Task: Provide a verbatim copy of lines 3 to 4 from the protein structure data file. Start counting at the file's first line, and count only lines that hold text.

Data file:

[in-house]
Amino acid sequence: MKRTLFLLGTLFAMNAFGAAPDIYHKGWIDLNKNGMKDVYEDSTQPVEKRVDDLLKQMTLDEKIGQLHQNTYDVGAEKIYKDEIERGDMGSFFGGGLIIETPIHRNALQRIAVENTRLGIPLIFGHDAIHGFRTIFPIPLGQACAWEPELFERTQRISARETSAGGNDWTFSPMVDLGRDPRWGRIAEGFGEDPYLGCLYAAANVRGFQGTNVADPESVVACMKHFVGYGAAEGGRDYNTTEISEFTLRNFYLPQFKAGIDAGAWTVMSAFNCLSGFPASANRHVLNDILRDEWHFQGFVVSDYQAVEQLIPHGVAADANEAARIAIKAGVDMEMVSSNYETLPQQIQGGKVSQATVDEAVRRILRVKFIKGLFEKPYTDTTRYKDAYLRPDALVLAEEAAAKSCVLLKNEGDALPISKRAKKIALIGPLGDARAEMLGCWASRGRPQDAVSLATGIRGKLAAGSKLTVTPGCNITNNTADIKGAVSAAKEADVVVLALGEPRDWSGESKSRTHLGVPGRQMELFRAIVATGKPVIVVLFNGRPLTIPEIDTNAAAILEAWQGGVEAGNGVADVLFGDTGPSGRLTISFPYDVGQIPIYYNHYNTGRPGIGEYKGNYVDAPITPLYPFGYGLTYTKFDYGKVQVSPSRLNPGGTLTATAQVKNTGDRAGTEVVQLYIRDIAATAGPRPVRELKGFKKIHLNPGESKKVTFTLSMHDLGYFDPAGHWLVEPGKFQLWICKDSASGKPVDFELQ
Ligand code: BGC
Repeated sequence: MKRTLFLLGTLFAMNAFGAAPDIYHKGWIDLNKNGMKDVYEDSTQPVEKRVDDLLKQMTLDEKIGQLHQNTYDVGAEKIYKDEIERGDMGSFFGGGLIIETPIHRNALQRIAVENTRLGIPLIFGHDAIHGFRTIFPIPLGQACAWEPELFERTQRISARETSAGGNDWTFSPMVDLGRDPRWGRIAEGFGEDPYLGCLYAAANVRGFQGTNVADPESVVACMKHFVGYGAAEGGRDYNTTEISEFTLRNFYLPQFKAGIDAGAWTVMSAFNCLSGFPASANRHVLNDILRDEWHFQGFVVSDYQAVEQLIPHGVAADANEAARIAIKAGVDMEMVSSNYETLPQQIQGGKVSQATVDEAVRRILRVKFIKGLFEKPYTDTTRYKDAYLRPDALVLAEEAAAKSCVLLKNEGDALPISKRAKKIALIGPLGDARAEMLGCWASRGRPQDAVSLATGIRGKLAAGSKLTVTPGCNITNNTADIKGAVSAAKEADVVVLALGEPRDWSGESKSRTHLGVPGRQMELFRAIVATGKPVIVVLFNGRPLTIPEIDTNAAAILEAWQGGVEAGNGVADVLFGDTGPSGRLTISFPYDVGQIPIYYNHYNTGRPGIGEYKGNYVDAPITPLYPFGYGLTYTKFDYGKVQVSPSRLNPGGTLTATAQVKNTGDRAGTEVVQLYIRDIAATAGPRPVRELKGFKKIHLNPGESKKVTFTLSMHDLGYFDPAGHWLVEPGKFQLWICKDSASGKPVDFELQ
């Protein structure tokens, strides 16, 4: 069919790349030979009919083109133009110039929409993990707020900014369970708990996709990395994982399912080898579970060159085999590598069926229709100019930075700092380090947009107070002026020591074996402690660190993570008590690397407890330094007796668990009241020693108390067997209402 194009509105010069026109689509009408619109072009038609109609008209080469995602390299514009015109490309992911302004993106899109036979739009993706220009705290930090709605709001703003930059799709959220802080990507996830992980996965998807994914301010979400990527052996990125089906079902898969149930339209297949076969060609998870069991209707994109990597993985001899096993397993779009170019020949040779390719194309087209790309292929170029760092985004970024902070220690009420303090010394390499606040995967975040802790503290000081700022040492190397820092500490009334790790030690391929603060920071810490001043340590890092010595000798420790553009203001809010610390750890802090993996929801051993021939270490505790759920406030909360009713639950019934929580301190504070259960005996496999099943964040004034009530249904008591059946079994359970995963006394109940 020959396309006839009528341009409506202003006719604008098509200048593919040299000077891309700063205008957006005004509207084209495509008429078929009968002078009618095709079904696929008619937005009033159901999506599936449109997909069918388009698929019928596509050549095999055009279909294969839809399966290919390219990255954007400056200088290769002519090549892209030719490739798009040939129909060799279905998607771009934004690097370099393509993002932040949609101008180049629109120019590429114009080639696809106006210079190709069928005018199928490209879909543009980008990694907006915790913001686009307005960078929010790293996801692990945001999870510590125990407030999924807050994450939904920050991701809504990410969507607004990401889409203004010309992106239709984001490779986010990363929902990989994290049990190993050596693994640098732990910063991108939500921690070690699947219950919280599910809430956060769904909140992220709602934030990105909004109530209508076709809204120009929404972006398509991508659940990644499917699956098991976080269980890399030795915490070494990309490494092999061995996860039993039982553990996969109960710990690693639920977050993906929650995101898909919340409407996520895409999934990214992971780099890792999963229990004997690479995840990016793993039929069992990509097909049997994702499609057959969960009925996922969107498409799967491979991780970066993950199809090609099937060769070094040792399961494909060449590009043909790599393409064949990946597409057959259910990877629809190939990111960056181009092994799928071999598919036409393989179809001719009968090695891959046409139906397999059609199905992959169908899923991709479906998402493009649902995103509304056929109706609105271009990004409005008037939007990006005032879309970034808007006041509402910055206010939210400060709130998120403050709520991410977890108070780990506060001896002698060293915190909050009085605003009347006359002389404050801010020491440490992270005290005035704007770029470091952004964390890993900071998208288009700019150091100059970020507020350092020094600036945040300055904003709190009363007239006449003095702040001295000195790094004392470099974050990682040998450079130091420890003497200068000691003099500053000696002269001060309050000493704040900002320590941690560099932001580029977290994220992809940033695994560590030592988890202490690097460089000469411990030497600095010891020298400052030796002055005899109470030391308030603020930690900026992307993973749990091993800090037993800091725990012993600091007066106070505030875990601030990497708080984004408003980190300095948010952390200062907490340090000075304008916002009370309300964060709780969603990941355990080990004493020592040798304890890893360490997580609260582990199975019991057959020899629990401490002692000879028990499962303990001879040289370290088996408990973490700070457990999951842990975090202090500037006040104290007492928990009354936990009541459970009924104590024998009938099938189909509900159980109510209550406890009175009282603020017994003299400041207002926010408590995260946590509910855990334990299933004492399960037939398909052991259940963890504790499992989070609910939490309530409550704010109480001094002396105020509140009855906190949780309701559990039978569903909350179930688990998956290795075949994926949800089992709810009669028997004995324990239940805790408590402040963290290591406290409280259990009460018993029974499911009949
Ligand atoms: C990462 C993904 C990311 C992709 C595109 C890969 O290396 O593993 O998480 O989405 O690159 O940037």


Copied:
Ligand code: BGC
Repeated sequence: MKRTLFLLGTLFAMNAFGAAPDIYHKGWIDLNKNGMKDVYEDSTQPVEKRVDDLLKQMTLDEKIGQLHQNTYDVGAEKIYKDEIERGDMGSFFGGGLIIETPIHRNALQRIAVENTRLGIPLIFGHDAIHGFRTIFPIPLGQACAWEPELFERTQRISARETSAGGNDWTFSPMVDLGRDPRWGRIAEGFGEDPYLGCLYAAANVRGFQGTNVADPESVVACMKHFVGYGAAEGGRDYNTTEISEFTLRNFYLPQFKAGIDAGAWTVMSAFNCLSGFPASANRHVLNDILRDEWHFQGFVVSDYQAVEQLIPHGVAADANEAARIAIKAGVDMEMVSSNYETLPQQIQGGKVSQATVDEAVRRILRVKFIKGLFEKPYTDTTRYKDAYLRPDALVLAEEAAAKSCVLLKNEGDALPISKRAKKIALIGPLGDARAEMLGCWASRGRPQDAVSLATGIRGKLAAGSKLTVTPGCNITNNTADIKGAVSAAKEADVVVLALGEPRDWSGESKSRTHLGVPGRQMELFRAIVATGKPVIVVLFNGRPLTIPEIDTNAAAILEAWQGGVEAGNGVADVLFGDTGPSGRLTISFPYDVGQIPIYYNHYNTGRPGIGEYKGNYVDAPITPLYPFGYGLTYTKFDYGKVQVSPSRLNPGGTLTATAQVKNTGDRAGTEVVQLYIRDIAATAGPRPVRELKGFKKIHLNPGESKKVTFTLSMHDLGYFDPAGHWLVEPGKFQLWICKDSASGKPVDFELQ